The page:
The PV (photovoltaic) system provides the power. There’s a generator for emergencies, but I was amazed (and still am amazed) at how much power an efficient PV system generates, even on cloudy days. The one I am currently using runs two refrigerators with freezers, two large screen TVs, three computers, and anything else plugged into the wall, including vacuum cleaners and water pressure guns. The last day we had to curtail our power use was April 20, the previous spring, for four hours.

The average electricity bill on Maui ranges anywhere from $300 to $700 a month, depending on how much one uses air conditioning. That’s one thing I never needed, and another bill I never had. The altitude and my east-facing house means cool days for me.

It is true that to get to the house, you have to drive between trees and into and out of a gully, which does wash out in heavy rains, stranding us at home. It never bothered me. I have no neighbors and privacy is a given.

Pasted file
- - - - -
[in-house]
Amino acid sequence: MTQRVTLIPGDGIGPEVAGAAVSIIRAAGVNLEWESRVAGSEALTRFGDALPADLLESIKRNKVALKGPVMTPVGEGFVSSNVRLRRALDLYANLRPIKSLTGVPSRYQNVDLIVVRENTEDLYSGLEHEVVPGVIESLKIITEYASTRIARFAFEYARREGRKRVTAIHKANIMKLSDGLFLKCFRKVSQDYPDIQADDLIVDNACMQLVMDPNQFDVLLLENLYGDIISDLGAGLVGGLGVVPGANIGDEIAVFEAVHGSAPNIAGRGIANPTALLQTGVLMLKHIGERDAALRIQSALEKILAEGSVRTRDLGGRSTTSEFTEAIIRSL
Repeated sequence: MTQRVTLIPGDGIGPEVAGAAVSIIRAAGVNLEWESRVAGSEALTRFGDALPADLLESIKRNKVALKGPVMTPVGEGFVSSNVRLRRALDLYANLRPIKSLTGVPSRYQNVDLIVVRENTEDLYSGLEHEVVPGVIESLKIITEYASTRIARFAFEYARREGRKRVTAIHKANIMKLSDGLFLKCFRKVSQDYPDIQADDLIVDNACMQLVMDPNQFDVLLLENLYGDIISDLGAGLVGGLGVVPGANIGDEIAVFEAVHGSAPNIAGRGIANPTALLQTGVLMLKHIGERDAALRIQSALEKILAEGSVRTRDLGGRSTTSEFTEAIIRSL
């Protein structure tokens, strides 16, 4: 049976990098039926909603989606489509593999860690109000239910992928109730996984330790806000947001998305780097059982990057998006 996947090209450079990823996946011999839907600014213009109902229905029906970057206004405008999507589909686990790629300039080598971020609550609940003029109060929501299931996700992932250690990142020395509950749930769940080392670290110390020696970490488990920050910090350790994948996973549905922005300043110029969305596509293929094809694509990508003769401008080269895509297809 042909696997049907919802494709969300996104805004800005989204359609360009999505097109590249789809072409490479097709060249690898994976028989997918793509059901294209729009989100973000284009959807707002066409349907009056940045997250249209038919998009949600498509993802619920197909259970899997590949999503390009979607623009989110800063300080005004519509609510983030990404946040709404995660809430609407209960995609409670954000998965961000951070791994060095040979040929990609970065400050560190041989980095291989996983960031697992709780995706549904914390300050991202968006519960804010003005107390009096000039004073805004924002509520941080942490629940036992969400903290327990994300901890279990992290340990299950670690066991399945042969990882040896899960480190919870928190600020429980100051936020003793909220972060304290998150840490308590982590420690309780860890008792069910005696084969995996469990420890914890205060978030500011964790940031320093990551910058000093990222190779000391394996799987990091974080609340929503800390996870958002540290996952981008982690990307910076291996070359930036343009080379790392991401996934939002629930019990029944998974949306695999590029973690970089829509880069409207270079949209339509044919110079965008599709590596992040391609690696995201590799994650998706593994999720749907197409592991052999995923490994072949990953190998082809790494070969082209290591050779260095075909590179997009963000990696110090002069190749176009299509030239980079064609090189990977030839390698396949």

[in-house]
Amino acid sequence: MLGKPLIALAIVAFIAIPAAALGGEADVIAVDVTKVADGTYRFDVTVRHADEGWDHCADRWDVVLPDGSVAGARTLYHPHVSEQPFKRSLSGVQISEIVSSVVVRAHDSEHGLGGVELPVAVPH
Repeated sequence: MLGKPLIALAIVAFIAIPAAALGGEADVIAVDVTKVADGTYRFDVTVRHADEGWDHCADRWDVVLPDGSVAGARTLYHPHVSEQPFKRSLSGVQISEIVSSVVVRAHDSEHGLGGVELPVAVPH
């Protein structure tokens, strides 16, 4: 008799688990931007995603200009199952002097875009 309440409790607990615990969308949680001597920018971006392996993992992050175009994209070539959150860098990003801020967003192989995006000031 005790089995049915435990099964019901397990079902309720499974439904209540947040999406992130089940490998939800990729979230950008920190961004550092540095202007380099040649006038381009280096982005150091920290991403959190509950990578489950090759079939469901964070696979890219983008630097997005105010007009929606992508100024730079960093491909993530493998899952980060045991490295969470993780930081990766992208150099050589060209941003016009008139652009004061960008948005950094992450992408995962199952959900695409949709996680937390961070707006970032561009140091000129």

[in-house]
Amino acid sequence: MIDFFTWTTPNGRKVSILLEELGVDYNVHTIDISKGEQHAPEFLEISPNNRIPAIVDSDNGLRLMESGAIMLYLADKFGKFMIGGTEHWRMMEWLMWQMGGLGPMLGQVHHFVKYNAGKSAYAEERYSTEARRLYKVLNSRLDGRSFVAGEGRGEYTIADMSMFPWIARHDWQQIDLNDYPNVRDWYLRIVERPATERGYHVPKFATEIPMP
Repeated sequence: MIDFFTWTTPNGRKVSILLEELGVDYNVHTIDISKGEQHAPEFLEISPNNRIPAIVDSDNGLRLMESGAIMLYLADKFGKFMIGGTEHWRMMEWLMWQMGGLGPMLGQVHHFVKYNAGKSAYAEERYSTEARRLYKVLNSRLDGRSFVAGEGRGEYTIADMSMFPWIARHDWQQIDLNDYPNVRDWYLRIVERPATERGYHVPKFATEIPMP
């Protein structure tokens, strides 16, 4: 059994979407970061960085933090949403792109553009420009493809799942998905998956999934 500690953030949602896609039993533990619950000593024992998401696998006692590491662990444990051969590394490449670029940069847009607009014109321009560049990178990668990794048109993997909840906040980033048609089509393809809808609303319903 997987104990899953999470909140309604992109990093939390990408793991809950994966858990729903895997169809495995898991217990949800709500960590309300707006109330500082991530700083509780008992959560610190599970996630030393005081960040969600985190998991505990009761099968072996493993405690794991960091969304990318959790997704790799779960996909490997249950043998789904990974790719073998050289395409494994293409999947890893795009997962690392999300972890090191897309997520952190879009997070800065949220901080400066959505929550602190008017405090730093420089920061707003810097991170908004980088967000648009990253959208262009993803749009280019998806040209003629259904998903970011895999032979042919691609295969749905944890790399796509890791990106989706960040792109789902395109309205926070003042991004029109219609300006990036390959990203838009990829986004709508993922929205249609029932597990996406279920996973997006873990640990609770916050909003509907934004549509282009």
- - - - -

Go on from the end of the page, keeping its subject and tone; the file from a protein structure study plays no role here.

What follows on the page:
Oh, there are waterfalls in the backyard.

So, what does all this have to do with the end of humanity?

Well, a few years back, I went to a website (Google it, there are many) which will, if you put in data about yourself, tell you how much of the earth you need to sustain your way of life.

I went into it feeling smug. After all, in addition to everything I have told you, I only had to drive two days a week, as I worked from home. Also, I am a vegetarian and meat eating accounts for forty percent or more of an average person’s CO2 contribution. Add to that the vegetables and fruit that come from outside my door, and the year-round growing season for so many things, and I thought that, when it came to how I used the tired old earth, I was a star.

No.

Four years ago, at the time of the test, my lifestyle required 4.63 acres of the good Earth to support me. Back then, the Earth had but 4 acres to each human being. In spite of everything I was doing, how I lived was using too many of earth’s resources.

With the increase in human population in the last four years, each of us has substantially less than four acres now. The average middle-class person in the industrialized world requires an average of 24 acres to support him or her, six times what the Earth can spare.